The results were tabulated in Table 2 as seen below.
Measured
I(A)
0.80
1.30
1.80
2.30

n(rpm)
790
420
210
40

n(rad/s
)
82.73
43.98
21.99
4.19

T(N.m)
0
0.50
1.02
1.73

Calculated
P2(W)
0.00
22.00
22.43
7.25
Table 2

P1(W)

Pf(W)

51.20
83.20
115.20
147.20

51.20
61.20
92.77
139.95

(%)
0
26.44
19.47
4.93

Discussion:
The operating speed of the series motor is a function of its load current. Under
heavy load, the motor operates at very low speeds, while at no load, the motor
speed can be excessively high. An unloaded series motor can over-speed and
literally spin itself apart. So we must never allow a series DC motor to overspeed.

In the series motor, the armature and field windings both carry the same current.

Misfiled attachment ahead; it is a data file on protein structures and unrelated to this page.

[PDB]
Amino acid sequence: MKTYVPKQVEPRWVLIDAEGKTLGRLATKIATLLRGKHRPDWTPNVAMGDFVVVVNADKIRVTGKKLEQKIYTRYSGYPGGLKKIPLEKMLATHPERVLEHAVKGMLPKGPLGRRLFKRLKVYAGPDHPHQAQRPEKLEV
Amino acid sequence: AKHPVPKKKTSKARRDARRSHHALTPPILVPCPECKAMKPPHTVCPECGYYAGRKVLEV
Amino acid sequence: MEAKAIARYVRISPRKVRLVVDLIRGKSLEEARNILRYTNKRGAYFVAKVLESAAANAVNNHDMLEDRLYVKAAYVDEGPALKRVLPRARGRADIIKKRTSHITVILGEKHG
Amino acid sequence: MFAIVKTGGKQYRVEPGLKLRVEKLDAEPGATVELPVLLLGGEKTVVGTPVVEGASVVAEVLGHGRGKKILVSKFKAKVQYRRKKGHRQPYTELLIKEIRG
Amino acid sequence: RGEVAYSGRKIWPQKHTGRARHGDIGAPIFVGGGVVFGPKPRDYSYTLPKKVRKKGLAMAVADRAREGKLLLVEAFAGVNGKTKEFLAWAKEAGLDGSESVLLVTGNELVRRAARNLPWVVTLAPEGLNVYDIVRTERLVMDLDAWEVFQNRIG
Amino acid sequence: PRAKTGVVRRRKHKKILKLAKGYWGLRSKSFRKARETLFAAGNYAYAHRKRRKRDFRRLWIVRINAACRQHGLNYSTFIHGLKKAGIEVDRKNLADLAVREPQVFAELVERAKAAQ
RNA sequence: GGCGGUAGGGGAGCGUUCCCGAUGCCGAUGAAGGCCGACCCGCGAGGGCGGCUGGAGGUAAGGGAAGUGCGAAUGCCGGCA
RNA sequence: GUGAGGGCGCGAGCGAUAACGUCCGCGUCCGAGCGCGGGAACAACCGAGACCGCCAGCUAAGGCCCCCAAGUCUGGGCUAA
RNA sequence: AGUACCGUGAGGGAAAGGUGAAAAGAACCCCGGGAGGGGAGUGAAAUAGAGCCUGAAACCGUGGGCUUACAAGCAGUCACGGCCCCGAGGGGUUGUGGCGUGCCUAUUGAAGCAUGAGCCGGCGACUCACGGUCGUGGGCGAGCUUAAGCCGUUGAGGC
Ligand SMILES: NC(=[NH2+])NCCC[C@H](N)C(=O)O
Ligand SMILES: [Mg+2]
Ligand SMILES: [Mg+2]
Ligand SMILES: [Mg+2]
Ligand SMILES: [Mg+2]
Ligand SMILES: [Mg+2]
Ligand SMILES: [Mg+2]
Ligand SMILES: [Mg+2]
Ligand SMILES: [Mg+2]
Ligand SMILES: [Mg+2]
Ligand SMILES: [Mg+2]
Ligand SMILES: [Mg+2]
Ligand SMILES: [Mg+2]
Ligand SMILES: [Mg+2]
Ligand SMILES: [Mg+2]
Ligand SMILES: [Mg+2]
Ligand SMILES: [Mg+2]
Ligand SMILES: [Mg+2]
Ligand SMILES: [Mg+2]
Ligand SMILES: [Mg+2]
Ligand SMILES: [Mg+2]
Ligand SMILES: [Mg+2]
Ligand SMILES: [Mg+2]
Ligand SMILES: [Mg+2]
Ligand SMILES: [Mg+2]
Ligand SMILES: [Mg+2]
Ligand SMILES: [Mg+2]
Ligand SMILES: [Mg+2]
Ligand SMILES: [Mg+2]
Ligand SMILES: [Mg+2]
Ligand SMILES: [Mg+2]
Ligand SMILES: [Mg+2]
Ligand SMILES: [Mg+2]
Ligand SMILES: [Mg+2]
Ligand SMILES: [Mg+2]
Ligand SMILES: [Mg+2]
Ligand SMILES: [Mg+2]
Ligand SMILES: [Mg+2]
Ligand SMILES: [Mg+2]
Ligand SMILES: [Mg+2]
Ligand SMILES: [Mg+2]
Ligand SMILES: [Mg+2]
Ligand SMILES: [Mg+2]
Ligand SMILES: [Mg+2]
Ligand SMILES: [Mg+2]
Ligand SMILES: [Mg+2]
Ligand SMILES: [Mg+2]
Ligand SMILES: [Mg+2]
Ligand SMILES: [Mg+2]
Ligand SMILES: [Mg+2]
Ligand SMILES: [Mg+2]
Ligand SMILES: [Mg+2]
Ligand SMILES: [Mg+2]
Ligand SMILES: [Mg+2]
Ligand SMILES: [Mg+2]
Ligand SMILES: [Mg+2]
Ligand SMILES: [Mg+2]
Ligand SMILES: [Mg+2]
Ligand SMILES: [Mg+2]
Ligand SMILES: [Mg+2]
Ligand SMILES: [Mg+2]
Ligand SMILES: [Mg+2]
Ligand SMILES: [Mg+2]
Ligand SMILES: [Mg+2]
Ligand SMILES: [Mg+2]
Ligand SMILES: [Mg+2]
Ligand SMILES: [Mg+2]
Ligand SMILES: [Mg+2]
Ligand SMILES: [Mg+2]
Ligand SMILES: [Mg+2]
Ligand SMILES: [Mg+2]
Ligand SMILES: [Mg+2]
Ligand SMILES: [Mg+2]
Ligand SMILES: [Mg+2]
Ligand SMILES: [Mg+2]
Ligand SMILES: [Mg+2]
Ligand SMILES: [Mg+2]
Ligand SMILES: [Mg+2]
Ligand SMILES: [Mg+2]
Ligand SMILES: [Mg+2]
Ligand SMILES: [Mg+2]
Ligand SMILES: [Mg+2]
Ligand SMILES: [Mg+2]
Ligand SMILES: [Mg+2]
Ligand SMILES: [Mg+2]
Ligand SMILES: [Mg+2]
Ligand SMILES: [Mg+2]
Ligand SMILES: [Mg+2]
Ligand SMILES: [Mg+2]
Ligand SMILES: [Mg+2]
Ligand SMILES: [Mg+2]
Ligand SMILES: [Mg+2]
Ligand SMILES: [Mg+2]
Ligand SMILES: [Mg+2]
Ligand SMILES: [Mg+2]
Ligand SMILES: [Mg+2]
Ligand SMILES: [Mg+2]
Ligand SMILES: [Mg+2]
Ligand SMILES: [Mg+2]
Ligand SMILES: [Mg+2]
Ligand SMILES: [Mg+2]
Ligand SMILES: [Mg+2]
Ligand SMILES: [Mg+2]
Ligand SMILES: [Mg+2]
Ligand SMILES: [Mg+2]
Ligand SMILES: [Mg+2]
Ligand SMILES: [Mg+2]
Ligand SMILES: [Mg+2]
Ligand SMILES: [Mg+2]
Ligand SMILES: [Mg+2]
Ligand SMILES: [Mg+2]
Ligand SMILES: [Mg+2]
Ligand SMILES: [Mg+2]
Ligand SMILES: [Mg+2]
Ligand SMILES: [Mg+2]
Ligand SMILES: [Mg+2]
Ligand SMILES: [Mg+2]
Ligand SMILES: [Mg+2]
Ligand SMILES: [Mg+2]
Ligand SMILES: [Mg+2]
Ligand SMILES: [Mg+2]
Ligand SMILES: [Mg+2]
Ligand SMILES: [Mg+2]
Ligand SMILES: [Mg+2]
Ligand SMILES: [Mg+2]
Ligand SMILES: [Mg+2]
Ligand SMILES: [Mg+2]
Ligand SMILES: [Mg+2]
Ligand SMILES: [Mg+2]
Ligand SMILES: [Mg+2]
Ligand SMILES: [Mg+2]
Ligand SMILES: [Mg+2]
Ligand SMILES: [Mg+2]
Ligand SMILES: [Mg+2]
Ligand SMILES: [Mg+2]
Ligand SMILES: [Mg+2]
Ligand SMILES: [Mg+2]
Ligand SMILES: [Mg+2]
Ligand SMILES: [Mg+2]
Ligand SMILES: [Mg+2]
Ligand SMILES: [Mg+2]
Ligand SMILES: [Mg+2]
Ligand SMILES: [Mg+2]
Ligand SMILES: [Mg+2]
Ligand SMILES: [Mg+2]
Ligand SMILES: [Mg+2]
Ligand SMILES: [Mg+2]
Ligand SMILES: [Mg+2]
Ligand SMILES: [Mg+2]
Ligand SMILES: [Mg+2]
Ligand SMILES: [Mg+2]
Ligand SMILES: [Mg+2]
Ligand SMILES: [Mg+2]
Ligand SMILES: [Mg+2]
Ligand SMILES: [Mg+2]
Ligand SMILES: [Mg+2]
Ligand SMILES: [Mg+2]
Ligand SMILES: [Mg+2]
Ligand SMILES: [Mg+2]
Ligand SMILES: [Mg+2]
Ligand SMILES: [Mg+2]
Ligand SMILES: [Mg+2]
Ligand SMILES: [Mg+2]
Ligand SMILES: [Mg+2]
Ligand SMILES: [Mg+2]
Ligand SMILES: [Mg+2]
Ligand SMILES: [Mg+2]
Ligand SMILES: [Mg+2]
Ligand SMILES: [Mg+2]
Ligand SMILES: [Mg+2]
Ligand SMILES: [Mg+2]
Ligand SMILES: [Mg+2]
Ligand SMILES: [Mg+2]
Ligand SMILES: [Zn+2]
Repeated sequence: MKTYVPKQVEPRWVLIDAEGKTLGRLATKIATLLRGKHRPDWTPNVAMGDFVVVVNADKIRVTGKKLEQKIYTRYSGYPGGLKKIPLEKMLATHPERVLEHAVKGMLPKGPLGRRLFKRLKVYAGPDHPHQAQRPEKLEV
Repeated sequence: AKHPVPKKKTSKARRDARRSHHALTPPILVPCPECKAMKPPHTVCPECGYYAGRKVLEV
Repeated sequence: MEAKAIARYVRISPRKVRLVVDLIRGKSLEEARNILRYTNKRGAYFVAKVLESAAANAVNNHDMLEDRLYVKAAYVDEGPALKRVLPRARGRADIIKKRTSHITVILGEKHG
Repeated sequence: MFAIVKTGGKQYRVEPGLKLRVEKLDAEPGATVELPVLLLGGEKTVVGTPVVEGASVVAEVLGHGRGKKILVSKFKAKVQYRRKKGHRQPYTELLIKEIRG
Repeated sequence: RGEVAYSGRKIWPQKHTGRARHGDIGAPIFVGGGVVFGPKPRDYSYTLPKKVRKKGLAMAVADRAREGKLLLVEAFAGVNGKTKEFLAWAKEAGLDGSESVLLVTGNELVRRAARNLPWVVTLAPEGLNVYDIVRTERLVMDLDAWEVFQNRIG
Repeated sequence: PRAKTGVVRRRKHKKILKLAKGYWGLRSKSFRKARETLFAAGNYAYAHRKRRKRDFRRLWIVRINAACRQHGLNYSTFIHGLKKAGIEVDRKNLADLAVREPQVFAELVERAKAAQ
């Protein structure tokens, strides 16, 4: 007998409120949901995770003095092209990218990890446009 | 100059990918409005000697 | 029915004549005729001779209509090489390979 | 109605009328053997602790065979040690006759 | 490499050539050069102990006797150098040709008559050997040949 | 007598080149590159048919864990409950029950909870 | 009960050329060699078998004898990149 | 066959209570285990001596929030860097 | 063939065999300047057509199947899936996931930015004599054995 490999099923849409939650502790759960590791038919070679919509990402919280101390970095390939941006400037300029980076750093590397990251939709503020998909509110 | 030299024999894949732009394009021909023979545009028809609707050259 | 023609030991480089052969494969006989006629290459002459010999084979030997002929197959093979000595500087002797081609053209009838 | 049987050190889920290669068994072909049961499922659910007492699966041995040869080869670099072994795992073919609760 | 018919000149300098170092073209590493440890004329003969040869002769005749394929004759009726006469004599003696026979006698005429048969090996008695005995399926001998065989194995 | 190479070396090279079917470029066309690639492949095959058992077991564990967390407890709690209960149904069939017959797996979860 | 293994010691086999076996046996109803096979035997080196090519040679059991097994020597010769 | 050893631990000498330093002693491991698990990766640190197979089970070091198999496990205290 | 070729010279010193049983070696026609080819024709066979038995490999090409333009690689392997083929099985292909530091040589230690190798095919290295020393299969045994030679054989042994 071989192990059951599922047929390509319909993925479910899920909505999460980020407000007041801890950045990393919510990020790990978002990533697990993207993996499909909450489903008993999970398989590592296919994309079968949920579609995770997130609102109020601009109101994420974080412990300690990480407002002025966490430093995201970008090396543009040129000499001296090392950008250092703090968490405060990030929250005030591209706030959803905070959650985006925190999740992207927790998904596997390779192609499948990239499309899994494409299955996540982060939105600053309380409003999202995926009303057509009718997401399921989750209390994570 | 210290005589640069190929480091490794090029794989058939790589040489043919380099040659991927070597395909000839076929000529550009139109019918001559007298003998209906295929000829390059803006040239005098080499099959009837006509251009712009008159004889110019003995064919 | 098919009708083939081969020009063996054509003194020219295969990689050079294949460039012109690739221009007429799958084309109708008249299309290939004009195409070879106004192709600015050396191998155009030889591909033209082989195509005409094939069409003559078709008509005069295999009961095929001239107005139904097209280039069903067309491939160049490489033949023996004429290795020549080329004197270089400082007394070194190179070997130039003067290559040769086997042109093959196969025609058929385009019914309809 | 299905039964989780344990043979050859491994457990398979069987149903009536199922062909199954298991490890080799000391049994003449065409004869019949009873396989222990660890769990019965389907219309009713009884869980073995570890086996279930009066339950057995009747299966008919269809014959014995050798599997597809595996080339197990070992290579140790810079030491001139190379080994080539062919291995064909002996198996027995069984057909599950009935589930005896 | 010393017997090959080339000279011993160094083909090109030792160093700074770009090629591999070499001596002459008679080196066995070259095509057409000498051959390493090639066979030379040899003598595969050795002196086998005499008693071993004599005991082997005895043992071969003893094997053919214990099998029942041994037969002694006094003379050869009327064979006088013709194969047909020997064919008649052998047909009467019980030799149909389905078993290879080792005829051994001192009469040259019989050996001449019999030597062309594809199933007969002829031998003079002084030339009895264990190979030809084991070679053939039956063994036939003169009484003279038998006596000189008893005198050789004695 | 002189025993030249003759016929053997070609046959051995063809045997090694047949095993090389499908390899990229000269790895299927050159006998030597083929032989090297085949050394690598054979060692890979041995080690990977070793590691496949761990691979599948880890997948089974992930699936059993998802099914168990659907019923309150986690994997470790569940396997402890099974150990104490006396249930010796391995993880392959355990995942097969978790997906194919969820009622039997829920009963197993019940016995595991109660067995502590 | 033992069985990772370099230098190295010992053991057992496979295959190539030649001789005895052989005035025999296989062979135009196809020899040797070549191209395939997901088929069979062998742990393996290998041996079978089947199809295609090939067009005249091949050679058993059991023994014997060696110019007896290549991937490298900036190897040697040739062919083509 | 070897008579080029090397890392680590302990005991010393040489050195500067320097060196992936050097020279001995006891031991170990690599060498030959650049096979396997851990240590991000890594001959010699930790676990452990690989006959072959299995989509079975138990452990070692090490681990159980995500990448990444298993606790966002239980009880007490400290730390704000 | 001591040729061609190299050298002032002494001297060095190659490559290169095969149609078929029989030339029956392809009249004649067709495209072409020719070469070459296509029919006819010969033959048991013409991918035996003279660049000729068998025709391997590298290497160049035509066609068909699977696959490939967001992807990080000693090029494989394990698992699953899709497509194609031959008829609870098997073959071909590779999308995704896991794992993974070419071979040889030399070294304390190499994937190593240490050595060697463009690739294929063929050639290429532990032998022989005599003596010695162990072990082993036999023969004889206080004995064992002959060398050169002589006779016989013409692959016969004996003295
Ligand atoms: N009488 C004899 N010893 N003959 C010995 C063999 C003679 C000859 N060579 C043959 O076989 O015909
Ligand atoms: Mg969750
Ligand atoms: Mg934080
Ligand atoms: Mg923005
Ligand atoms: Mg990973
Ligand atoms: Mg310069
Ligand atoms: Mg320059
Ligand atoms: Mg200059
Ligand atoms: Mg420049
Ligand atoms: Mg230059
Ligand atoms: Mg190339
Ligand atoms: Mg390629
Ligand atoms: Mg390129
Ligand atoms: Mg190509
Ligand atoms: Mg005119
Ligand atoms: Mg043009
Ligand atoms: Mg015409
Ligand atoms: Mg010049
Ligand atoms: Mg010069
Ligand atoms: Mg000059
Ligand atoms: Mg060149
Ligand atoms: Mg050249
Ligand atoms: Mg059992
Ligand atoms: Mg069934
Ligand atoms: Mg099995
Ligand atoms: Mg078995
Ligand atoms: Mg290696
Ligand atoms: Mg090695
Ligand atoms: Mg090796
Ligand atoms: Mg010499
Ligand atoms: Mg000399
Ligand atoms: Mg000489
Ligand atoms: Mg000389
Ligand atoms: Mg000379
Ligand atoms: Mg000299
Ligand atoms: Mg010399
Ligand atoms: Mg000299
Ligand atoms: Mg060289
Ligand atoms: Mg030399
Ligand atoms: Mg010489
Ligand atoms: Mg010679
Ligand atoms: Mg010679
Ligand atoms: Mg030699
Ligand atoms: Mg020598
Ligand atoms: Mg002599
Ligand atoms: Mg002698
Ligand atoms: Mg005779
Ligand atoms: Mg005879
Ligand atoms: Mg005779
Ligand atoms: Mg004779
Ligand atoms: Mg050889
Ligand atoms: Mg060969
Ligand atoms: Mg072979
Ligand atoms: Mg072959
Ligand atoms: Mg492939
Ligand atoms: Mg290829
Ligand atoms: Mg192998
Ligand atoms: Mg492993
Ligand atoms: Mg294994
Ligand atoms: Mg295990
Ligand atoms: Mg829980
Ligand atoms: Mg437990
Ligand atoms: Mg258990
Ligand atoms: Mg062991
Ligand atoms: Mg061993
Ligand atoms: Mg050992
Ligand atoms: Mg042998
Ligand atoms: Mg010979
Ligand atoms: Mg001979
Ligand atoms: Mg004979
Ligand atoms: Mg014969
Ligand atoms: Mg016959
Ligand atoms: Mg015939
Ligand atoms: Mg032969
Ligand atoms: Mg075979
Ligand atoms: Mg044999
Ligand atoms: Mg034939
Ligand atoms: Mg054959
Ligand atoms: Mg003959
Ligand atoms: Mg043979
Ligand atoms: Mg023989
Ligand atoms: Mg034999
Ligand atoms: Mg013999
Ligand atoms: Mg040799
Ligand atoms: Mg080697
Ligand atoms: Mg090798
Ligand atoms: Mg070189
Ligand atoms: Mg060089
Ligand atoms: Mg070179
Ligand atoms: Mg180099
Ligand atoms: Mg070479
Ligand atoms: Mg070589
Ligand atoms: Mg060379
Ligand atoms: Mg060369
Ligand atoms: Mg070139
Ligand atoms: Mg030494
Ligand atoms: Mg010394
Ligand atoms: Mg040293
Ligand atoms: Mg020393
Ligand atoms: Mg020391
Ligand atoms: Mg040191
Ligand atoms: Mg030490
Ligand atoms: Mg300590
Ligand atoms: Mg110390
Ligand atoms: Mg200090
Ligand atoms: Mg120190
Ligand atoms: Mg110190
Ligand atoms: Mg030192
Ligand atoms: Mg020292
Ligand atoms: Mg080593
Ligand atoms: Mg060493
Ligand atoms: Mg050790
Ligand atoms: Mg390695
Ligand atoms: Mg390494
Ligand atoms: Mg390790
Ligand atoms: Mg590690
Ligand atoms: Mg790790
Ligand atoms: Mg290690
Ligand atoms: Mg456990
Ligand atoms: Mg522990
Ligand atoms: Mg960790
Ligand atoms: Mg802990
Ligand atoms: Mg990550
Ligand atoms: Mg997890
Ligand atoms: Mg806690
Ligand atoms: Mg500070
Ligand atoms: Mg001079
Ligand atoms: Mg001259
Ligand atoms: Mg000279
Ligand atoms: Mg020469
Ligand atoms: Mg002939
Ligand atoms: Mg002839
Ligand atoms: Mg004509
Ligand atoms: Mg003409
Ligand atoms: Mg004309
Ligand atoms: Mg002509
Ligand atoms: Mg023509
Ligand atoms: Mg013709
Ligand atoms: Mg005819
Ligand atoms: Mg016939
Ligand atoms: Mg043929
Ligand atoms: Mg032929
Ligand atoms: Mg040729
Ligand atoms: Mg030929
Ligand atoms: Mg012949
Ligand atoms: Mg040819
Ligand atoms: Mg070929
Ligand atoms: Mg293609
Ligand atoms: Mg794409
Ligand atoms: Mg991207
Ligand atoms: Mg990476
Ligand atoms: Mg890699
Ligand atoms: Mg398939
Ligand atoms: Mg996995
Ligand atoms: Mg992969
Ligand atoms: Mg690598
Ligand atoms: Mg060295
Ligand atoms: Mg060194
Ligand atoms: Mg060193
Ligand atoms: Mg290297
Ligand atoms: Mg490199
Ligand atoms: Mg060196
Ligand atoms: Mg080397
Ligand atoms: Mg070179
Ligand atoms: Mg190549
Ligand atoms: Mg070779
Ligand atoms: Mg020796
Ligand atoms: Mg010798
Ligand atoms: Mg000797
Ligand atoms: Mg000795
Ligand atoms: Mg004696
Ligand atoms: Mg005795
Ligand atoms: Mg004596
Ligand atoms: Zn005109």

When the motor is lightly loaded, the magnetic field in the armature is weak as
the motor is drawing a minimum current. When the motor is heavily loaded the
motor draws a maximum current and the armature field is strong.

Since the

torque produced by the motor is proportional to the product of the armature


current and the magnetic field in the armature, the series motor under heavy
load at low speed will produce a very large amount of torque. Thus the series
motor is very useful for starting large, high-inertia loads. Its applications include
locomotive drives such as electric trains and buses, and traction motors.

Conclusion:
The Series DC Motor behaves differently than the Shunt DC Motor. The shunt
winding produces an almost constant speed of operation (low speed regulation).
The series winding produces a machine with very high speed regulation.